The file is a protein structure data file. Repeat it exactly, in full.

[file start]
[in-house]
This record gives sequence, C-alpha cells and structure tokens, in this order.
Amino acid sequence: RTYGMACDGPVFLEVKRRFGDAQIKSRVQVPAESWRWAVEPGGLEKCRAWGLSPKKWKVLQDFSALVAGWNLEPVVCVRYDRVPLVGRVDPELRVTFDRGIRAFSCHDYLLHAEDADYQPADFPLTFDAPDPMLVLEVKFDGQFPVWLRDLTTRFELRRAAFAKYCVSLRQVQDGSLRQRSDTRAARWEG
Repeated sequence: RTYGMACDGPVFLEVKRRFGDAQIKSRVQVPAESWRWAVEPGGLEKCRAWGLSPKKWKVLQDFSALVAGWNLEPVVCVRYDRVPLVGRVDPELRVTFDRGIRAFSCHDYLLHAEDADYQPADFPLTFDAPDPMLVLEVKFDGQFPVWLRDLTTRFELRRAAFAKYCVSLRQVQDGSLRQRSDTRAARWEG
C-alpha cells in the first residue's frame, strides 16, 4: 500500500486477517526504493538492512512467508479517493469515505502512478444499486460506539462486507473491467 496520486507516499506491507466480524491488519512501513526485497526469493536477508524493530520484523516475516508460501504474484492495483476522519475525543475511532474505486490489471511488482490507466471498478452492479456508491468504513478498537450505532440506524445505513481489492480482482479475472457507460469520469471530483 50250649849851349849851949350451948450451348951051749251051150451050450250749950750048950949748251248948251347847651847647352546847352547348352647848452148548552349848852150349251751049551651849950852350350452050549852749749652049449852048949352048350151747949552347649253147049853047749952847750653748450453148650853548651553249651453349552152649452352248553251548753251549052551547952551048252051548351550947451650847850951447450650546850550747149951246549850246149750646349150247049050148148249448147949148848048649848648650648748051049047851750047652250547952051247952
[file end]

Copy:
[in-house]
This record gives sequence, C-alpha cells and structure tokens, in this order.
Amino acid sequence: RTYGMACDGPVFLEVKRRFGDAQIKSRVQVPAESWRWAVEPGGLEKCRAWGLSPKKWKVLQDFSALVAGWNLEPVVCVRYDRVPLVGRVDPELRVTFDRGIRAFSCHDYLLHAEDADYQPADFPLTFDAPDPMLVLEVKFDGQFPVWLRDLTTRFELRRAAFAKYCVSLRQVQDGSLRQRSDTRAARWEG
Repeated sequence: RTYGMACDGPVFLEVKRRFGDAQIKSRVQVPAESWRWAVEPGGLEKCRAWGLSPKKWKVLQDFSALVAGWNLEPVVCVRYDRVPLVGRVDPELRVTFDRGIRAFSCHDYLLHAEDADYQPADFPLTFDAPDPMLVLEVKFDGQFPVWLRDLTTRFELRRAAFAKYCVSLRQVQDGSLRQRSDTRAARWEG
C-alpha cells in the first residue's frame, strides 16, 4: 500500500486477517526504493538492512512467508479517493469515505502512478444499486460506539462486507473491467 496520486507516499506491507466480524491488519512501513526485497526469493536477508524493530520484523516475516508460501504474484492495483476522519475525543475511532474505486490489471511488482490507466471498478452492479456508491468504513478498537450505532440506524445505513481489492480482482479475472457507460469520469471530483 50250649849851349849851949350451948450451348951051749251051150451050450250749950750048950949748251248948251347847651847647352546847352547348352647848452148548552349848852150349251751049551651849950852350350452050549852749749652049449852048949352048350151747949552347649253147049853047749952847750653748450453148650853548651553249651453349552152649452352248553251548753251549052551547952551048252051548351550947451650847850951447450650546850550747149951246549850246149750646349150247049050148148249448147949148848048649848648650648748051049047851750047652250547952051247952